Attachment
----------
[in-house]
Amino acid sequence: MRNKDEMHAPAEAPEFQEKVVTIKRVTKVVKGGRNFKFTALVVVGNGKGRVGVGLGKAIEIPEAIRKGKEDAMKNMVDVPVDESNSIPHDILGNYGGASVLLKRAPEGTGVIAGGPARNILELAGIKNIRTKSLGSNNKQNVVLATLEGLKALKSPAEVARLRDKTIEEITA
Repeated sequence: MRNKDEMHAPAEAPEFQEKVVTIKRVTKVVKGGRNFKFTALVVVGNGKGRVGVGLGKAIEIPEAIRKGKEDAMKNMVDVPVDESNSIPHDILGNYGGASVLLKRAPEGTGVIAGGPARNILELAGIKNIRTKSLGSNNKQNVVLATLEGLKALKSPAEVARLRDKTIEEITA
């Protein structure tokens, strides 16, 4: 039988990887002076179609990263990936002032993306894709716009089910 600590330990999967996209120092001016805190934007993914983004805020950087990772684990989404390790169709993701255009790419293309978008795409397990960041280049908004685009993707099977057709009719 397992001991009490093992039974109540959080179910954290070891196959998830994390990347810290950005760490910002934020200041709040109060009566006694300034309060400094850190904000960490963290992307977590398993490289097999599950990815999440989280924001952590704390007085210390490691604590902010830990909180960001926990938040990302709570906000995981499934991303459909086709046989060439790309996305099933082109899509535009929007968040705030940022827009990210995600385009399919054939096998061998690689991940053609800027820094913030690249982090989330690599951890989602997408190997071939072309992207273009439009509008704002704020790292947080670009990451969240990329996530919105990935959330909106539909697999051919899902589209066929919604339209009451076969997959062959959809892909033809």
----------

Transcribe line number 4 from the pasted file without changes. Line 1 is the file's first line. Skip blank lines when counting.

């Protein structure tokens, strides 16, 4: 039988990887002076179609990263990936002032993306894709716009089910 600590330990999967996209120092001016805190934007993914983004805020950087990772684990989404390790169709993701255009790419293309978008795409397990960041280049908004685009993707099977057709009719 397992001991009490093992039974109540959080179910954290070891196959998830994390990347810290950005760490910002934020200041709040109060009566006694300034309060400094850190904000960490963290992307977590398993490289097999599950990815999440989280924001952590704390007085210390490691604590902010830990909180960001926990938040990302709570906000995981499934991303459909086709046989060439790309996305099933082109899509535009929007968040705030940022827009990210995600385009399919054939096998061998690689991940053609800027820094913030690249982090989330690599951890989602997408190997071939072309992207273009439009509008704002704020790292947080670009990451969240990329996530919105990935959330909106539909697999051919899902589209066929919604339209009451076969997959062959959809892909033809």